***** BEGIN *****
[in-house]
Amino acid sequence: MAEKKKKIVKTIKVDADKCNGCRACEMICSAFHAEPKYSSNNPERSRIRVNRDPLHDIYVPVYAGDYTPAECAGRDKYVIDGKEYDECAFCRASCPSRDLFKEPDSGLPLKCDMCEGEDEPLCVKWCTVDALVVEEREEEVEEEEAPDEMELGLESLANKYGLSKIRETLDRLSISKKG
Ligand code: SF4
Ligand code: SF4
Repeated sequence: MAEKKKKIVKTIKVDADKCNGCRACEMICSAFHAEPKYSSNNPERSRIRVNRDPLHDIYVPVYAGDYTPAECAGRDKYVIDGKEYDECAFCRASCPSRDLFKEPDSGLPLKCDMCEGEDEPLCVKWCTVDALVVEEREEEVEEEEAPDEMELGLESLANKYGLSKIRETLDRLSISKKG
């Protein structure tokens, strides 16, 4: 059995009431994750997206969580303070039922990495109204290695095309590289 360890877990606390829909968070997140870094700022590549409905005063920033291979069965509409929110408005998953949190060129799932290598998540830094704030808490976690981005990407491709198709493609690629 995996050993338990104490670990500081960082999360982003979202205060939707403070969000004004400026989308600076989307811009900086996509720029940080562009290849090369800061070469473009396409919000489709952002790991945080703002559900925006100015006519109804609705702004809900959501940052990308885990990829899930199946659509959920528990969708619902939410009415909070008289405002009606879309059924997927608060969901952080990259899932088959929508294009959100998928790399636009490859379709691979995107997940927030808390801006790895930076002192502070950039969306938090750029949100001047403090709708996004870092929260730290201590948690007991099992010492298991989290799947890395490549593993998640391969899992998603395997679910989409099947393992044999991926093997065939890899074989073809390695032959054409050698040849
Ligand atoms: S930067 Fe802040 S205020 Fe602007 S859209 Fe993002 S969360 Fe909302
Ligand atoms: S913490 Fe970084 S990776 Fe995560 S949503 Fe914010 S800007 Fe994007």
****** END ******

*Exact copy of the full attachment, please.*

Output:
[in-house]
Amino acid sequence: MAEKKKKIVKTIKVDADKCNGCRACEMICSAFHAEPKYSSNNPERSRIRVNRDPLHDIYVPVYAGDYTPAECAGRDKYVIDGKEYDECAFCRASCPSRDLFKEPDSGLPLKCDMCEGEDEPLCVKWCTVDALVVEEREEEVEEEEAPDEMELGLESLANKYGLSKIRETLDRLSISKKG
Ligand code: SF4
Ligand code: SF4
Repeated sequence: MAEKKKKIVKTIKVDADKCNGCRACEMICSAFHAEPKYSSNNPERSRIRVNRDPLHDIYVPVYAGDYTPAECAGRDKYVIDGKEYDECAFCRASCPSRDLFKEPDSGLPLKCDMCEGEDEPLCVKWCTVDALVVEEREEEVEEEEAPDEMELGLESLANKYGLSKIRETLDRLSISKKG
């Protein structure tokens, strides 16, 4: 059995009431994750997206969580303070039922990495109204290695095309590289 360890877990606390829909968070997140870094700022590549409905005063920033291979069965509409929110408005998953949190060129799932290598998540830094704030808490976690981005990407491709198709493609690629 995996050993338990104490670990500081960082999360982003979202205060939707403070969000004004400026989308600076989307811009900086996509720029940080562009290849090369800061070469473009396409919000489709952002790991945080703002559900925006100015006519109804609705702004809900959501940052990308885990990829899930199946659509959920528990969708619902939410009415909070008289405002009606879309059924997927608060969901952080990259899932088959929508294009959100998928790399636009490859379709691979995107997940927030808390801006790895930076002192502070950039969306938090750029949100001047403090709708996004870092929260730290201590948690007991099992010492298991989290799947890395490549593993998640391969899992998603395997679910989409099947393992044999991926093997065939890899074989073809390695032959054409050698040849
Ligand atoms: S930067 Fe802040 S205020 Fe602007 S859209 Fe993002 S969360 Fe909302
Ligand atoms: S913490 Fe970084 S990776 Fe995560 S949503 Fe914010 S800007 Fe994007």